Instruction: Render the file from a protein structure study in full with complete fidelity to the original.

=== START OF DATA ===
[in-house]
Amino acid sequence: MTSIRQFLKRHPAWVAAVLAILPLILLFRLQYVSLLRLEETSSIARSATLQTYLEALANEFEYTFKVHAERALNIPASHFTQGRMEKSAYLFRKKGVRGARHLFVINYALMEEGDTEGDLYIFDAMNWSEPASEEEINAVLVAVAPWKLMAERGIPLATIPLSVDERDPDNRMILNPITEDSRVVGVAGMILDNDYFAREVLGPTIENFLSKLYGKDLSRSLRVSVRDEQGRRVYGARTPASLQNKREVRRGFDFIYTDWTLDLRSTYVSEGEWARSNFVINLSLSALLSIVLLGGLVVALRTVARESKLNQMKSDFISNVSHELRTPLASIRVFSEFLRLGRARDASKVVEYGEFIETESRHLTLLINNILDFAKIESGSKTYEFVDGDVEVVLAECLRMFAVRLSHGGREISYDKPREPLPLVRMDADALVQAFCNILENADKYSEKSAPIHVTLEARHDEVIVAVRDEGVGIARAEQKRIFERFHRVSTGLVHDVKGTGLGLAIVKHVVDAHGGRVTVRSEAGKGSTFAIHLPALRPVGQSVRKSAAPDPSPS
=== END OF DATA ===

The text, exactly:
[in-house]
Amino acid sequence: MTSIRQFLKRHPAWVAAVLAILPLILLFRLQYVSLLRLEETSSIARSATLQTYLEALANEFEYTFKVHAERALNIPASHFTQGRMEKSAYLFRKKGVRGARHLFVINYALMEEGDTEGDLYIFDAMNWSEPASEEEINAVLVAVAPWKLMAERGIPLATIPLSVDERDPDNRMILNPITEDSRVVGVAGMILDNDYFAREVLGPTIENFLSKLYGKDLSRSLRVSVRDEQGRRVYGARTPASLQNKREVRRGFDFIYTDWTLDLRSTYVSEGEWARSNFVINLSLSALLSIVLLGGLVVALRTVARESKLNQMKSDFISNVSHELRTPLASIRVFSEFLRLGRARDASKVVEYGEFIETESRHLTLLINNILDFAKIESGSKTYEFVDGDVEVVLAECLRMFAVRLSHGGREISYDKPREPLPLVRMDADALVQAFCNILENADKYSEKSAPIHVTLEARHDEVIVAVRDEGVGIARAEQKRIFERFHRVSTGLVHDVKGTGLGLAIVKHVVDAHGGRVTVRSEAGKGSTFAIHLPALRPVGQSVRKSAAPDPSPS